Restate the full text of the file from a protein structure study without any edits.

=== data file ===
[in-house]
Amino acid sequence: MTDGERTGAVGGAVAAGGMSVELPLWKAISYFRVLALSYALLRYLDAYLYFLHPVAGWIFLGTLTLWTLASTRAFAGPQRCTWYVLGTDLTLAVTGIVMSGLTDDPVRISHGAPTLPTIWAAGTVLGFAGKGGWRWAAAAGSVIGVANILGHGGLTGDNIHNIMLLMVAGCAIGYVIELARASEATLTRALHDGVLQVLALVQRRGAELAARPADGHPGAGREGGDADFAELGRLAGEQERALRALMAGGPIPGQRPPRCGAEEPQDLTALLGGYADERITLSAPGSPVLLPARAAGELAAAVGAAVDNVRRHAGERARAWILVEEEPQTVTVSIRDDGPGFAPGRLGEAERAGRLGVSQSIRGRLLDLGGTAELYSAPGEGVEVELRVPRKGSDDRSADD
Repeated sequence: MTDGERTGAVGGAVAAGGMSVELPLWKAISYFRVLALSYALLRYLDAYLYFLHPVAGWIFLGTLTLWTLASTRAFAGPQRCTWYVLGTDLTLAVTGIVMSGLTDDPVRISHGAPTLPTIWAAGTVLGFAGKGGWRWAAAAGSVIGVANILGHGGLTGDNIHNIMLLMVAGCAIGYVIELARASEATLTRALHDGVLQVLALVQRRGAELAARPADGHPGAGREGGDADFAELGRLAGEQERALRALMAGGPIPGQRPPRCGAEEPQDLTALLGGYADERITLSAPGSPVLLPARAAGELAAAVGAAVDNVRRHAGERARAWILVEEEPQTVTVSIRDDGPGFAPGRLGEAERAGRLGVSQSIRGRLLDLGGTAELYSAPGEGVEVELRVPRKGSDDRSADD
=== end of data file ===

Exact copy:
[in-house]
Amino acid sequence: MTDGERTGAVGGAVAAGGMSVELPLWKAISYFRVLALSYALLRYLDAYLYFLHPVAGWIFLGTLTLWTLASTRAFAGPQRCTWYVLGTDLTLAVTGIVMSGLTDDPVRISHGAPTLPTIWAAGTVLGFAGKGGWRWAAAAGSVIGVANILGHGGLTGDNIHNIMLLMVAGCAIGYVIELARASEATLTRALHDGVLQVLALVQRRGAELAARPADGHPGAGREGGDADFAELGRLAGEQERALRALMAGGPIPGQRPPRCGAEEPQDLTALLGGYADERITLSAPGSPVLLPARAAGELAAAVGAAVDNVRRHAGERARAWILVEEEPQTVTVSIRDDGPGFAPGRLGEAERAGRLGVSQSIRGRLLDLGGTAELYSAPGEGVEVELRVPRKGSDDRSADD
Repeated sequence: MTDGERTGAVGGAVAAGGMSVELPLWKAISYFRVLALSYALLRYLDAYLYFLHPVAGWIFLGTLTLWTLASTRAFAGPQRCTWYVLGTDLTLAVTGIVMSGLTDDPVRISHGAPTLPTIWAAGTVLGFAGKGGWRWAAAAGSVIGVANILGHGGLTGDNIHNIMLLMVAGCAIGYVIELARASEATLTRALHDGVLQVLALVQRRGAELAARPADGHPGAGREGGDADFAELGRLAGEQERALRALMAGGPIPGQRPPRCGAEEPQDLTALLGGYADERITLSAPGSPVLLPARAAGELAAAVGAAVDNVRRHAGERARAWILVEEEPQTVTVSIRDDGPGFAPGRLGEAERAGRLGVSQSIRGRLLDLGGTAELYSAPGEGVEVELRVPRKGSDDRSADD